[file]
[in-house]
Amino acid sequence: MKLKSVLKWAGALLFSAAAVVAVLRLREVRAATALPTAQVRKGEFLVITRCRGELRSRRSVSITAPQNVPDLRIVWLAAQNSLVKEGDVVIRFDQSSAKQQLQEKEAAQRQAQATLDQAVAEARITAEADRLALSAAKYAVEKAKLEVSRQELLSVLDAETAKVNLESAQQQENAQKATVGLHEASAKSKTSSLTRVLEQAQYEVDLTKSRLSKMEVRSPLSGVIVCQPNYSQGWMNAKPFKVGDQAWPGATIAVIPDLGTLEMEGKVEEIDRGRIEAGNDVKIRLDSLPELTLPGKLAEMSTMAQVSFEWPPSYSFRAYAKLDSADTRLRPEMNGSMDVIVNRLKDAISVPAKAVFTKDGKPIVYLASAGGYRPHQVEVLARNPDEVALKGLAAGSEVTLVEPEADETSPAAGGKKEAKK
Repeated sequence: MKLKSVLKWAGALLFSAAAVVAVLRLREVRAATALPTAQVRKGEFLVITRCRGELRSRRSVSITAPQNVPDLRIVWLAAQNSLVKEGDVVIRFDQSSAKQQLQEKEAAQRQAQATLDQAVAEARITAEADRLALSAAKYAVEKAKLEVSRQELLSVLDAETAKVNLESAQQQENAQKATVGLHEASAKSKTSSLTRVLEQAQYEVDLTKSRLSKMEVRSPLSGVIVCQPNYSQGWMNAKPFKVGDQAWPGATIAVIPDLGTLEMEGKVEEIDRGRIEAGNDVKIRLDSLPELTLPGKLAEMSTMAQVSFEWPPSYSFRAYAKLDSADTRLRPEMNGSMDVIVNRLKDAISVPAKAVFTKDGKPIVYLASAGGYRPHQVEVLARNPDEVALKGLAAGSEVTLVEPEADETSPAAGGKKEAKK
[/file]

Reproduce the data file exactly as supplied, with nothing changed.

[in-house]
Amino acid sequence: MKLKSVLKWAGALLFSAAAVVAVLRLREVRAATALPTAQVRKGEFLVITRCRGELRSRRSVSITAPQNVPDLRIVWLAAQNSLVKEGDVVIRFDQSSAKQQLQEKEAAQRQAQATLDQAVAEARITAEADRLALSAAKYAVEKAKLEVSRQELLSVLDAETAKVNLESAQQQENAQKATVGLHEASAKSKTSSLTRVLEQAQYEVDLTKSRLSKMEVRSPLSGVIVCQPNYSQGWMNAKPFKVGDQAWPGATIAVIPDLGTLEMEGKVEEIDRGRIEAGNDVKIRLDSLPELTLPGKLAEMSTMAQVSFEWPPSYSFRAYAKLDSADTRLRPEMNGSMDVIVNRLKDAISVPAKAVFTKDGKPIVYLASAGGYRPHQVEVLARNPDEVALKGLAAGSEVTLVEPEADETSPAAGGKKEAKK
Repeated sequence: MKLKSVLKWAGALLFSAAAVVAVLRLREVRAATALPTAQVRKGEFLVITRCRGELRSRRSVSITAPQNVPDLRIVWLAAQNSLVKEGDVVIRFDQSSAKQQLQEKEAAQRQAQATLDQAVAEARITAEADRLALSAAKYAVEKAKLEVSRQELLSVLDAETAKVNLESAQQQENAQKATVGLHEASAKSKTSSLTRVLEQAQYEVDLTKSRLSKMEVRSPLSGVIVCQPNYSQGWMNAKPFKVGDQAWPGATIAVIPDLGTLEMEGKVEEIDRGRIEAGNDVKIRLDSLPELTLPGKLAEMSTMAQVSFEWPPSYSFRAYAKLDSADTRLRPEMNGSMDVIVNRLKDAISVPAKAVFTKDGKPIVYLASAGGYRPHQVEVLARNPDEVALKGLAAGSEVTLVEPEADETSPAAGGKKEAKK